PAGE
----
It’s particularly hard trying to get a handle on .AU domain sales over the years, primarily because the ban on trading domains was only lifted in June this year. Prior to this deregulation, deals were generally completed in shady ‘under the table’ type negotiations so a fair amount of conjecture goes into establishing prices paid. However there is no question that they are viewed by many as valuable assets mainly due to the fact that .AU’s completely dominate all other extensions in Australia. For 1.2 million .AU domains to be registered within a country of just over 20 million inhabitants is testament to the strength of this particular cc-TLD.
Sales Prior to June 2008 (deregulation) that have been reported in the media include:
jobs.com.au – $300,000
tennis.com.au – $XX,000 (“hefty fee, less than 6-figures”)
What can be firmly established and is public knowledge are some of the prices paid during the 2002 generic release of domain names which resulted in an auction for many of the premium 1,612 domain names up for grabs including for:
flowers.com.au – $153,000
cars.com.au – $141,000
Then there are the sales since deregulation. Ironically, the fact that the rules have been relaxed by auDA to allow aftermarket sales has actually reduced the frequency of transactions according to some industry analysts. Many professional investors have viewed the derogation as a turning point of the industry and are expecting strong appreciation in domain values over the next few years. This has led to many adopting a stronger acquisition and/or hold policy with their .AU domains.
However there have been thousands of sales since June, several of which have been publicly reported. These include:
freestuff.com.au – $18,700
jeweller.com.au – $14,767
reid.com.au – $14,300
history.com.au – $13,644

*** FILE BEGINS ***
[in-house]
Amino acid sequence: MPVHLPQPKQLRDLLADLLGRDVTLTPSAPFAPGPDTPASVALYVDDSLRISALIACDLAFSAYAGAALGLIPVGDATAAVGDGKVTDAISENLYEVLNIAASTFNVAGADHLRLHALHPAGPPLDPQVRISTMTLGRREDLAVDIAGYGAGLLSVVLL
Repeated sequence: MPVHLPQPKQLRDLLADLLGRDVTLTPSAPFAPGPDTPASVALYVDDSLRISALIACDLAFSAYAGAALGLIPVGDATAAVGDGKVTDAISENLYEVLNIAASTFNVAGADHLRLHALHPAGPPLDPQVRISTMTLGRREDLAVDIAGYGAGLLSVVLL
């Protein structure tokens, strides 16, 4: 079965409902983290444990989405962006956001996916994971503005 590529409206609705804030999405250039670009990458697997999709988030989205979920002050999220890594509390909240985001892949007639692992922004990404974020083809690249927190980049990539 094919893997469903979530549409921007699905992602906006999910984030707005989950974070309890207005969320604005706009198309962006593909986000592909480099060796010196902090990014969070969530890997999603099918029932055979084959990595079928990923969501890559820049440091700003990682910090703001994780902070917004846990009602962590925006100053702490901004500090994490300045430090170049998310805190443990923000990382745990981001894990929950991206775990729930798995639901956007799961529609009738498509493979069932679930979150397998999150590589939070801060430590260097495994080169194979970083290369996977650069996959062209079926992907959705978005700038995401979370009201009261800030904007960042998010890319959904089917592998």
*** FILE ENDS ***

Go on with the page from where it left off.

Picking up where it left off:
However there is one sale that seems to have slipped under the radar. I guess it could be argued that it was more so a business purchase or a website purchase rather than a domain purchase but a couple of interesting considerations suggest that the price paid was primarily for the domain name itself.
In 2004, the REA Group (which owns realestate.com.au) purchased property.com.au for $9 million. At the time the CEO Simon Baker reportedly stated that they were interested first and foremost in tying up the only possible competitor to their generic industry domain name rather than acquiring agents or listings (which would for the large part be duplicated anyway). The website at property.com.au since then appears to have been left in a perpetual state of ‘beta’ suggesting again that it was the domain that was the target rather than the business behind it at the time of purchase. Of course the main objective could have been just to knock off a competitor but I guess we’ll probably never know for sure….
Another exciting development has finally been rolled out for Netfleet, and we can now fully manage your domain name portfolios. We have long been a reseller of domain names, providing drop/catc